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COVID-19 Live Updates: News on coronavirus in Calgary for May 9


Watch this page throughout the day for updates on COVID-19 in Calgary

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COVID vaccine makers shift focus to boosters

Vials with Pfizer-BioNTech, AstraZeneca, and Moderna COVID-19 vaccine labels are seen in this illustration picture taken March 19, 2021.
Vials with Pfizer-BioNTech, AstraZeneca, and Moderna COVID-19 vaccine labels are seen in this illustration picture taken March 19, 2021. Photo by Dado Ruvic/Illustration /REUTERS
COVID-19 vaccine makers are shifting gears and planning for a smaller, more competitive booster shot market after delivering as many doses as fast as they could over the last 18 months.Executives at the biggest COVID vaccine makers including Pfizer Inc and Moderna Inc said they believe most people who wanted to get vaccinated against COVID have already done so – more than 5 billion people worldwide.

In the coming year, most COVID vaccinations will be booster shots, or first inoculations for children, which are still gaining regulatory approvals around the world, they said.

Pfizer, which makes its shot with Germany’s BioNTech SE, and Moderna still see a major role for themselves in the vaccine market even as overall demand declines.

Upstart U.S. vaccine maker Novavax Inc and Germany’s CureVac NV, which is working with GlaxoSmithKline, are developing vaccines they hope to target at the booster market.

The roles of AstraZeneca Plc and Johnson & Johnson, whose shots have been less popular or effective, are expected to decline in this market.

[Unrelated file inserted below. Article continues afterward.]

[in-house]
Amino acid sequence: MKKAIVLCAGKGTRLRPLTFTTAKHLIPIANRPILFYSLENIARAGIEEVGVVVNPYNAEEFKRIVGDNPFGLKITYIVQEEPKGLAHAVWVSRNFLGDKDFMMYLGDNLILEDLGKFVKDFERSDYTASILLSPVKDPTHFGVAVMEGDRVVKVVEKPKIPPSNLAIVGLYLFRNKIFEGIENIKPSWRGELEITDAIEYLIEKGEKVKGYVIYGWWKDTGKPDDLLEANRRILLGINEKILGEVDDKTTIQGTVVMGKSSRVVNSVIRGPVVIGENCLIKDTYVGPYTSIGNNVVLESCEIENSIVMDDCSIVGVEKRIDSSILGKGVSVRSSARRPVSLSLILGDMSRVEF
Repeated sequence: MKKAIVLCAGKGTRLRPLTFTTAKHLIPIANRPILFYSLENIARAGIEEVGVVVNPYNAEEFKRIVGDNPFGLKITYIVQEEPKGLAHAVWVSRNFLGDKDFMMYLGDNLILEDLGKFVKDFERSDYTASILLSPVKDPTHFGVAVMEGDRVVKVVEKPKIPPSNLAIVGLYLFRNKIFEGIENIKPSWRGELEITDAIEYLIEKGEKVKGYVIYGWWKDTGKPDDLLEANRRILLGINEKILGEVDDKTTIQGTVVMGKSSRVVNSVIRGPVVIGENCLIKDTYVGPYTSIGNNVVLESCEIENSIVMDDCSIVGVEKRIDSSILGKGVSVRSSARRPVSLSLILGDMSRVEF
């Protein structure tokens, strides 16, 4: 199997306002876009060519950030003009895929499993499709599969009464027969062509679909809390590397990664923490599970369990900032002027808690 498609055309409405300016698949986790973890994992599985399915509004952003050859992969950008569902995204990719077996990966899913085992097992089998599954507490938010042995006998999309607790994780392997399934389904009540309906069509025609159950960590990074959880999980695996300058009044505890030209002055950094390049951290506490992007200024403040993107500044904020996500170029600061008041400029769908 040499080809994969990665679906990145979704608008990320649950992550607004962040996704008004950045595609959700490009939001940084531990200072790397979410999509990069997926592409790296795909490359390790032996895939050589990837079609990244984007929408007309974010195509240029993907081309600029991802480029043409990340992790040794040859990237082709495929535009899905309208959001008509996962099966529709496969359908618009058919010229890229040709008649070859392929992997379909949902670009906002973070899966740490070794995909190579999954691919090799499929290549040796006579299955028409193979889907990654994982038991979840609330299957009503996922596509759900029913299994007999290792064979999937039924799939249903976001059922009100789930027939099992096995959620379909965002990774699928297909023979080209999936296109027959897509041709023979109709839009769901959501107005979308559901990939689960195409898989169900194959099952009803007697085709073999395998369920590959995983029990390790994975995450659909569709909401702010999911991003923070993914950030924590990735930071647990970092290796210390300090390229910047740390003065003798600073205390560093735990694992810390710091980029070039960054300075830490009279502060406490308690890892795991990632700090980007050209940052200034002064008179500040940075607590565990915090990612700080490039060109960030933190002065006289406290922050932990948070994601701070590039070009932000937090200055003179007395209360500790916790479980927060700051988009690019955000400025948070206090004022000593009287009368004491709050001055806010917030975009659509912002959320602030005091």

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‘Like a prison’: Shanghai, Beijing ratchet up COVID curbs

FILE PHOTO: A resident looks out through a gap in the barrier at a residential area during lockdown, amid the coronavirus disease (COVID-19) pandemic, in Shanghai, China, May 6, 2022. REUTERS/Aly Song/File Photo
FILE PHOTO: A resident looks out through a gap in the barrier at a residential area during lockdown, amid the coronavirus disease (COVID-19) pandemic, in Shanghai, China, May 6, 2022. REUTERS/Aly Song/File Photo Photo by ALY SONG /REUTERS

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China’s two largest cities tightened COVID-19 curbs on Monday, fueling public angst and even questions about the legality of its uncompromising battle with the virus that has battered the world’s second-largest economy.

In Shanghai, enduring its sixth week of lockdown, authorities have launched a new push to end infections outside quarantine zones by late May, according to people familiar with the matter.

While there has been no official announcement, residents in at least four of Shanghai’s 16 districts received notices at the weekend saying they would not be allowed to leave their homes or receive deliveries, prompting a scramble to stock up on food.

Some of these people had previously been allowed to move around their residential compounds.

“Go home, go home!” a woman shouted through a megaphone at residents mingling below an apartment block impacted by the new restrictions on Sunday, a scene that might baffle the rest of the world that has opted to open up and live with the virus.

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